Am I a loser?
Am I an uninvited guest in your child's mouth?

With a blackish physique
Every naps and night
Sleeping in milk
Without any cares
Rotting my milky white layer with sugars and biscuits
Waking up the next day
Making it another day lost to the bacteria
With no toothbrush and hygiene to say that they care or love constantly.
Going back to cavities.


  • Breastfeed the child, even on demand, during the first six months of life.

  • If the child is bottle-fed, he should be taken into the caregiver’s arms for the feeding, and then put to bed once he falls asleep, without a bottle or sweetened pacifier.

  • Outside of breastfeeding or bottle-feeding times, give child water to drink without added sugar.

  • Limit the use of fruit juice to the amount required to balance the child’s diet. A few ounces a day are enough for a young child. Additional amounts should be in the form of fresh fruit.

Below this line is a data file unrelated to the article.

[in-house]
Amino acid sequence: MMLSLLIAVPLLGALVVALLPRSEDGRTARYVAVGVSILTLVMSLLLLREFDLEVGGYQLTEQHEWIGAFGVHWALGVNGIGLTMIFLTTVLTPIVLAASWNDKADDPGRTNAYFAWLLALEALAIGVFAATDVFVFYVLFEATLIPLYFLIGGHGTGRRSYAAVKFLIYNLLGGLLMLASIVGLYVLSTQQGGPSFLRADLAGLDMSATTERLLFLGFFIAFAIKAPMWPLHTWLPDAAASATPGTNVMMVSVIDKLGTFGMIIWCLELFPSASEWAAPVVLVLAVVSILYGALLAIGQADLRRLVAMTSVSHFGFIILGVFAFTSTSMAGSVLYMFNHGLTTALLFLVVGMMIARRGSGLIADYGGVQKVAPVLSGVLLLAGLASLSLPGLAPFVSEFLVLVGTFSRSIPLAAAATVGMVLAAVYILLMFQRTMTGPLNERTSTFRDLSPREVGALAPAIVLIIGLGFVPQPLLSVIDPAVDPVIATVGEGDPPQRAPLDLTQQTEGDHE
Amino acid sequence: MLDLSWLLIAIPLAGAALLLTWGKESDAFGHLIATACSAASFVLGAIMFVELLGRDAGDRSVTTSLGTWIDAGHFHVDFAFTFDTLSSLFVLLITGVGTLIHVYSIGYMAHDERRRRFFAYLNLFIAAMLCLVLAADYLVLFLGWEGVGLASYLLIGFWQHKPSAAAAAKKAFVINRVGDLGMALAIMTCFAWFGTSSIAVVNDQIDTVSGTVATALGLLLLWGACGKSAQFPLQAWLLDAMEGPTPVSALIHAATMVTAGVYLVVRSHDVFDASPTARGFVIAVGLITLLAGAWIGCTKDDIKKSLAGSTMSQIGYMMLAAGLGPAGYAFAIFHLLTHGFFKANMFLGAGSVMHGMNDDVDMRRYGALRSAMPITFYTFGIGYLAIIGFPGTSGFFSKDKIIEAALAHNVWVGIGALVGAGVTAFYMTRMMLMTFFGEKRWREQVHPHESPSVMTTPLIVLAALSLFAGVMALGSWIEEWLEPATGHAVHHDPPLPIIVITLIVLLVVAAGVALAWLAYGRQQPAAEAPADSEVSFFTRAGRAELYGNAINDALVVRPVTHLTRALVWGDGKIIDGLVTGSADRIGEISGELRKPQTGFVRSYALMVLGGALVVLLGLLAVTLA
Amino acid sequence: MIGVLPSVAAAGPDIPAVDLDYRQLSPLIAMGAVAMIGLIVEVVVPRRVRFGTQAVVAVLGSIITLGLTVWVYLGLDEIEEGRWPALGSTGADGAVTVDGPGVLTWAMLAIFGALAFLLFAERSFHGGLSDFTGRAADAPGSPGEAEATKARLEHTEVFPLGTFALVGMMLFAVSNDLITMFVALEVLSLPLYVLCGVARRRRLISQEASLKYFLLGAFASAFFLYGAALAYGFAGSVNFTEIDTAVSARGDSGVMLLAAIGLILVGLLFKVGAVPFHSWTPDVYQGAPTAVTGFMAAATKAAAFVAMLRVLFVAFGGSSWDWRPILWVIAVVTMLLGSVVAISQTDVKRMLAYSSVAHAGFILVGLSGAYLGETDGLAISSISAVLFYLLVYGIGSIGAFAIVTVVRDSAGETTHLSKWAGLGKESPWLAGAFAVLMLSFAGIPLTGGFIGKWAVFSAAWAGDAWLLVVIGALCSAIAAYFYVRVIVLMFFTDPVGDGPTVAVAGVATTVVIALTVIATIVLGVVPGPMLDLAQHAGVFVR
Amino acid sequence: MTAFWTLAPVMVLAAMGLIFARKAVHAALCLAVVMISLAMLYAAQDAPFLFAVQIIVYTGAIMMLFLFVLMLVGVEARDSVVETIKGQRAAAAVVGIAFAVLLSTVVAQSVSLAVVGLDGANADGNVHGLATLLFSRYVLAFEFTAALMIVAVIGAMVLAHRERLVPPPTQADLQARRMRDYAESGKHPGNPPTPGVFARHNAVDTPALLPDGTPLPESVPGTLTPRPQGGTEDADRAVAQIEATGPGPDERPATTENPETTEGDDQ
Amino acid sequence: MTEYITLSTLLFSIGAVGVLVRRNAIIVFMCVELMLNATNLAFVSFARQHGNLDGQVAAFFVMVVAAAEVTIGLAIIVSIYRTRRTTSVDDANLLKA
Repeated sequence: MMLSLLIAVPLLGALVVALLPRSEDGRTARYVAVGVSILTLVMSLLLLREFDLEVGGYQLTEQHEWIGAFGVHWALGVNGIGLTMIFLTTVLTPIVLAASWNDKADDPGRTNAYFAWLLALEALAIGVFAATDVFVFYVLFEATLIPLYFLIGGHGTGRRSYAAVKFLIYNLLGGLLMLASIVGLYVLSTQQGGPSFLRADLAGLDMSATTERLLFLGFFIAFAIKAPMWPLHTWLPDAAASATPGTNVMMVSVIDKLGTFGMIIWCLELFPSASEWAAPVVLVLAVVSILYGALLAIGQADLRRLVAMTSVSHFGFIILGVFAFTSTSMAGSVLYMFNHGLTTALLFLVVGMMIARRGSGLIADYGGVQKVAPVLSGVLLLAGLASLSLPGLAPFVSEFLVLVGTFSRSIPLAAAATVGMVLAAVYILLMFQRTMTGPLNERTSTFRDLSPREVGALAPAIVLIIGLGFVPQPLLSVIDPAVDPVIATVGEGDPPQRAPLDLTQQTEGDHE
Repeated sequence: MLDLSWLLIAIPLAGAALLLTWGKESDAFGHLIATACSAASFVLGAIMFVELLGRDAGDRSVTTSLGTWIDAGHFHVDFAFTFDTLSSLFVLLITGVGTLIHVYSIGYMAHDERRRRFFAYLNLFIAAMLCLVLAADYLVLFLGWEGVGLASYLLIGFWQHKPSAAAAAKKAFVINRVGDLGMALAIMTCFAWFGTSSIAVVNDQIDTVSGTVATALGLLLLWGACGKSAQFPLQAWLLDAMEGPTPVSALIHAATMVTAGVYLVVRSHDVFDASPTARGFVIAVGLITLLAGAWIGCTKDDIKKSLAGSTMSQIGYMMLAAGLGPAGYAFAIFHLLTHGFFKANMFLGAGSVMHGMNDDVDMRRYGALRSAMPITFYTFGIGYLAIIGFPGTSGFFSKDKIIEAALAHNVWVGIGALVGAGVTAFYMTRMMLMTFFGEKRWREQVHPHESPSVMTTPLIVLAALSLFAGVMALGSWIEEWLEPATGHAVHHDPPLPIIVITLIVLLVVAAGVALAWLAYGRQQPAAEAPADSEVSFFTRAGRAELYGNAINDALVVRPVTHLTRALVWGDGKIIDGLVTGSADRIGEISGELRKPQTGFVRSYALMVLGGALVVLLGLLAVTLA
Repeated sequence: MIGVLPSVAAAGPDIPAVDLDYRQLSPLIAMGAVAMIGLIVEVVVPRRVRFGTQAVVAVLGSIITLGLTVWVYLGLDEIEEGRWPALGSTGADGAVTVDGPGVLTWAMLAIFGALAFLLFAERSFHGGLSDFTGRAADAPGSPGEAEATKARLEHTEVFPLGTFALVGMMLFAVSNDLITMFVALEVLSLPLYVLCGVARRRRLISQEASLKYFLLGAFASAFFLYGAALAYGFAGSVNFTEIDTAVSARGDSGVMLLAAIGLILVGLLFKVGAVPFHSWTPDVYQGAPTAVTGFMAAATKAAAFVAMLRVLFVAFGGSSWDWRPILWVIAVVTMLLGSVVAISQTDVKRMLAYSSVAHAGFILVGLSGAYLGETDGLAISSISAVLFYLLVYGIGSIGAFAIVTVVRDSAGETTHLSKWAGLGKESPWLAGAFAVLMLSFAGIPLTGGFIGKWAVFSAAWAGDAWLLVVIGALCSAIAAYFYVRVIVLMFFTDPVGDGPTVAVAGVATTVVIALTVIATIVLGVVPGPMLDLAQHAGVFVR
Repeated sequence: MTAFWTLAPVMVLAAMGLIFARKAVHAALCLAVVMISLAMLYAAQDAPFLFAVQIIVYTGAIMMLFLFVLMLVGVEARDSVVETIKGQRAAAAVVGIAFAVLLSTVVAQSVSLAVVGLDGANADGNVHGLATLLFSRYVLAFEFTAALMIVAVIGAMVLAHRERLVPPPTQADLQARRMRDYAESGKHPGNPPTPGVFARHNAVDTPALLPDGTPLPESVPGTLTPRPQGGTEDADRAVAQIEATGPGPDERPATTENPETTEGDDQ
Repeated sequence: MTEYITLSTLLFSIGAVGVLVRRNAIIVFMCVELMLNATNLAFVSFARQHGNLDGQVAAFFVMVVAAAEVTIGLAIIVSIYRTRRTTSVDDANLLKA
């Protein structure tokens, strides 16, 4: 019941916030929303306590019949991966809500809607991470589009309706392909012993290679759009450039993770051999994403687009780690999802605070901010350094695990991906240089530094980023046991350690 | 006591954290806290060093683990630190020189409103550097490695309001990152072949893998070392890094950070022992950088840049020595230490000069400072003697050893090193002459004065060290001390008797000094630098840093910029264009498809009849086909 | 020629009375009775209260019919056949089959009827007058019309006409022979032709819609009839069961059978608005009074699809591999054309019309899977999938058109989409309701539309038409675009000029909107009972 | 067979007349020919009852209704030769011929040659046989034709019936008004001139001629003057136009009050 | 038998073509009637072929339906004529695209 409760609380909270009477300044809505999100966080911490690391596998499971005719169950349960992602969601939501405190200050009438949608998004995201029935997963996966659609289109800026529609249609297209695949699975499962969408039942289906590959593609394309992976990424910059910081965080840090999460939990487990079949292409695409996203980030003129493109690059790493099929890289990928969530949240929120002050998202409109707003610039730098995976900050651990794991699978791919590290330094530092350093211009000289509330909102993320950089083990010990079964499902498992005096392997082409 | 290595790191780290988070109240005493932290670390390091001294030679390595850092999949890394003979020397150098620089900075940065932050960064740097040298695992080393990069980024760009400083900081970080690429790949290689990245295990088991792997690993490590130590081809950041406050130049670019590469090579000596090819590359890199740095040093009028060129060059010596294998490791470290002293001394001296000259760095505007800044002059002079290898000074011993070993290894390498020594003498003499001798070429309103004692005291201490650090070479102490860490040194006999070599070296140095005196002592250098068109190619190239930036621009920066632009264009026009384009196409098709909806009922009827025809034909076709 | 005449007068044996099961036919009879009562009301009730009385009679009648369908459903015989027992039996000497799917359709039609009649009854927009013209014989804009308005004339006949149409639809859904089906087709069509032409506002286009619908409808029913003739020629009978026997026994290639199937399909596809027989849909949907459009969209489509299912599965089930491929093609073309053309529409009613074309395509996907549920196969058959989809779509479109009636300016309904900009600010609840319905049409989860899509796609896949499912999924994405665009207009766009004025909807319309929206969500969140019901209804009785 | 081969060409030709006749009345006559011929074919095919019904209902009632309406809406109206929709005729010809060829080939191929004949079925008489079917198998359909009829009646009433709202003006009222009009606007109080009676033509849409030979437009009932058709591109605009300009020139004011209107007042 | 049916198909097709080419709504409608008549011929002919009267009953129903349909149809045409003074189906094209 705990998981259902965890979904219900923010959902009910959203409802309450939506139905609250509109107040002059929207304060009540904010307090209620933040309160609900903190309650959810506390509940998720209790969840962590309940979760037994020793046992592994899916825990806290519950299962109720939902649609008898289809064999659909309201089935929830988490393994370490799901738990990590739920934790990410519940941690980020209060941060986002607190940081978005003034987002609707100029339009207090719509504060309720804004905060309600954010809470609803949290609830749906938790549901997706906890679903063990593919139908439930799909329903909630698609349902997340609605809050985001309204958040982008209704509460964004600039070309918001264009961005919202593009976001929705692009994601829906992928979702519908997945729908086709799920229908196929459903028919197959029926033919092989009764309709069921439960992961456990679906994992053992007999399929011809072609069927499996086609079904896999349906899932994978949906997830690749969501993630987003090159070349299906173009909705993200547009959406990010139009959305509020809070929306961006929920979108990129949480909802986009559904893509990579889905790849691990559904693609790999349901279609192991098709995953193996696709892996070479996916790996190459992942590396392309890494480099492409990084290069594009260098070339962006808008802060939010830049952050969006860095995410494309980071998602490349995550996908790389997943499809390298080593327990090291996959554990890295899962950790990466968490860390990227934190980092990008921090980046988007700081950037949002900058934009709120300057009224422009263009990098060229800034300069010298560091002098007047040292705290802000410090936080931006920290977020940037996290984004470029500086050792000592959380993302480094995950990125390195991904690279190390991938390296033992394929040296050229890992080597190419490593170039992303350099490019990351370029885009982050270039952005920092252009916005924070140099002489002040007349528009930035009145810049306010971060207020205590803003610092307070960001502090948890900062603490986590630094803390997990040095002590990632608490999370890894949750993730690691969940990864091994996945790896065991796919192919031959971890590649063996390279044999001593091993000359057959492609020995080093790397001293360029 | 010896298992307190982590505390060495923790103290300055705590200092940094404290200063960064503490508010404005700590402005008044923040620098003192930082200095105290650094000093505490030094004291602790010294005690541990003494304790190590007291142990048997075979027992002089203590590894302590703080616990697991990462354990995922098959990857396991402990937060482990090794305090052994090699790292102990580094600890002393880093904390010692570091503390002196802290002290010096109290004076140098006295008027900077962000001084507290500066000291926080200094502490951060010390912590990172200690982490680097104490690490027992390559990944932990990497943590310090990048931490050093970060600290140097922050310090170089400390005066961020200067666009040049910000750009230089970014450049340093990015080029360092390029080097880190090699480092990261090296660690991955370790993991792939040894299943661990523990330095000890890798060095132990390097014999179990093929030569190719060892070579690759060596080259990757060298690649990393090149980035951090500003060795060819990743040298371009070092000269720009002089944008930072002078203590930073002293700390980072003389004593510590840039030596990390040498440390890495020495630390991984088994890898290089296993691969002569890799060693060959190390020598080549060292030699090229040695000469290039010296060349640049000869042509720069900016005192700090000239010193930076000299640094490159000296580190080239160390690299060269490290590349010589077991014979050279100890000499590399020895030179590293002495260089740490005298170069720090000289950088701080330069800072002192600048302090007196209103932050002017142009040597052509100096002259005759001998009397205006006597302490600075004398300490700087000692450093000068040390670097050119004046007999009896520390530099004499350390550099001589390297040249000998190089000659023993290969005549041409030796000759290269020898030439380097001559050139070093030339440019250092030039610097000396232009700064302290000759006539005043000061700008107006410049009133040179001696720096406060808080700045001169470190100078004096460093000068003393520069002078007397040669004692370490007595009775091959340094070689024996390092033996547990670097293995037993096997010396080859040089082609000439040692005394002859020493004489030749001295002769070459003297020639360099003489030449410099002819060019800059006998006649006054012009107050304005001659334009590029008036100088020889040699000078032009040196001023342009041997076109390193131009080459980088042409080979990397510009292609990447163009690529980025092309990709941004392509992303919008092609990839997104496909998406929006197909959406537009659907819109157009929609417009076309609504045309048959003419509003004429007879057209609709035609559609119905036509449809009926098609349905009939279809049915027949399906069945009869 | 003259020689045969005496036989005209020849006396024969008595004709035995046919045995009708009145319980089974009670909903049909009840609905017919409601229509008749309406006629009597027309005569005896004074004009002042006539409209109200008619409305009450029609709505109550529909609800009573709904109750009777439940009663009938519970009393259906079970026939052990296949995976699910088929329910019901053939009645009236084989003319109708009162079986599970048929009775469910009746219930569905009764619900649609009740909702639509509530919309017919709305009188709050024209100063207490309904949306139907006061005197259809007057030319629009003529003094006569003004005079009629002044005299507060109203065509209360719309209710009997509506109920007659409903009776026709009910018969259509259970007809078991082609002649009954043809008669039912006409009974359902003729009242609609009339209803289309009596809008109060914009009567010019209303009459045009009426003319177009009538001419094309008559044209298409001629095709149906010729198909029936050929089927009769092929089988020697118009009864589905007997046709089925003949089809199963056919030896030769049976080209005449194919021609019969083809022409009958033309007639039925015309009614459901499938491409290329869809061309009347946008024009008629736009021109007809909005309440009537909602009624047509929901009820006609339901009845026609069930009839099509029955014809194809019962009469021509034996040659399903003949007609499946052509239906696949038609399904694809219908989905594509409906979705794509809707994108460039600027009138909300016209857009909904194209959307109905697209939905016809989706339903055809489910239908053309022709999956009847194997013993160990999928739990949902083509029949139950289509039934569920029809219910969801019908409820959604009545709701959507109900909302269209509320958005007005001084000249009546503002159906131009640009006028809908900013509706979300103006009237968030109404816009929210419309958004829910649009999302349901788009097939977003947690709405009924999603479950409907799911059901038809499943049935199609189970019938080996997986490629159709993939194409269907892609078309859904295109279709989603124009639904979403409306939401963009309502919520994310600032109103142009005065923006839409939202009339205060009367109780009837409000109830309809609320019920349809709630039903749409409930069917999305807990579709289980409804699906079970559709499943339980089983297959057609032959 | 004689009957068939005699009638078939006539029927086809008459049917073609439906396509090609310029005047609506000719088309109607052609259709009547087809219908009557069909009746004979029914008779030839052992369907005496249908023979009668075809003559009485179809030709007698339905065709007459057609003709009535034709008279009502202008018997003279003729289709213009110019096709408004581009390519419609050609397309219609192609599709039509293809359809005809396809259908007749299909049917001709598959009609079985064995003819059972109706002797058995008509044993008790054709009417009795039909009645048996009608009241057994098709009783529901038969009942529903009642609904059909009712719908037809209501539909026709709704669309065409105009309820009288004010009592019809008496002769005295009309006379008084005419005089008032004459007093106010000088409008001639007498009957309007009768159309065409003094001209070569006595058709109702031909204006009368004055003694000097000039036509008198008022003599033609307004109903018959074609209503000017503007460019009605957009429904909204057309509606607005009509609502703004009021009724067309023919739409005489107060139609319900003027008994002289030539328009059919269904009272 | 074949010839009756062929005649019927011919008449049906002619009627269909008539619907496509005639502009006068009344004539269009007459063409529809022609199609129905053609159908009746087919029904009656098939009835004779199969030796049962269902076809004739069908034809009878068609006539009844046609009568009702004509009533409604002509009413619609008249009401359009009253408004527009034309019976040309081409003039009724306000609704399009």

• Between bottles feedings, do not give additional bottles containing fruit juice, fruit punch or soft drinks. Their natural acidity fosters decalcification by erosion. This is also true for diet soft drinks, which have an acid pH.

  • When the child reaches the age of six months, he should be able to drink out of a training cup. Give him his daily juice with the training cup, which reduces the time his teeth are in contact with the acid.

  • If properly done (gradual reduction of the frequency with the addition of other foods), breastfeeding or bottle-feeding can be continued after six months. At the age of one, the child should stop using the bottle and be using the training cup. Faster swallowing brings down the contact period with the liquid.

  • Do not give teething biscuits. They provide no real benefit and are a food of choice for bacteria.

  • When the child begins to have a varied diet, do not give him cookies, candy, pastries, fruit juices, or sweet drinks during the day. Pieces of fruit, cheese, some vegetables, and small sandwiches are better for his health.